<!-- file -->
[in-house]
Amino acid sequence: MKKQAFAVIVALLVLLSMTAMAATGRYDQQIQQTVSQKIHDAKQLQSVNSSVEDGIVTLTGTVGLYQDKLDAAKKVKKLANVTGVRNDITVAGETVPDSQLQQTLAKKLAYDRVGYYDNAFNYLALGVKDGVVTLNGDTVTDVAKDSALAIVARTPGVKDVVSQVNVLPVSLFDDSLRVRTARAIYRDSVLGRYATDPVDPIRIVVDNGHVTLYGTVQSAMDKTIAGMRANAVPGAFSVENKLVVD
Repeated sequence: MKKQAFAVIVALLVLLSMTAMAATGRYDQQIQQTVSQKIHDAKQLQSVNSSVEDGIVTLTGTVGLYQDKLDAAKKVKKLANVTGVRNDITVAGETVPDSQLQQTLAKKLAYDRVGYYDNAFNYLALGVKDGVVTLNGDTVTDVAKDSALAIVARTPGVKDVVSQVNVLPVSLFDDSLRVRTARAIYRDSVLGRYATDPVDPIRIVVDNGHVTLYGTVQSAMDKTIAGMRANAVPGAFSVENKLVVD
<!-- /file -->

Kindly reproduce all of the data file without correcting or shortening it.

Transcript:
[in-house]
Amino acid sequence: MKKQAFAVIVALLVLLSMTAMAATGRYDQQIQQTVSQKIHDAKQLQSVNSSVEDGIVTLTGTVGLYQDKLDAAKKVKKLANVTGVRNDITVAGETVPDSQLQQTLAKKLAYDRVGYYDNAFNYLALGVKDGVVTLNGDTVTDVAKDSALAIVARTPGVKDVVSQVNVLPVSLFDDSLRVRTARAIYRDSVLGRYATDPVDPIRIVVDNGHVTLYGTVQSAMDKTIAGMRANAVPGAFSVENKLVVD
Repeated sequence: MKKQAFAVIVALLVLLSMTAMAATGRYDQQIQQTVSQKIHDAKQLQSVNSSVEDGIVTLTGTVGLYQDKLDAAKKVKKLANVTGVRNDITVAGETVPDSQLQQTLAKKLAYDRVGYYDNAFNYLALGVKDGVVTLNGDTVTDVAKDSALAIVARTPGVKDVVSQVNVLPVSLFDDSLRVRTARAIYRDSVLGRYATDPVDPIRIVVDNGHVTLYGTVQSAMDKTIAGMRANAVPGAFSVENKLVVD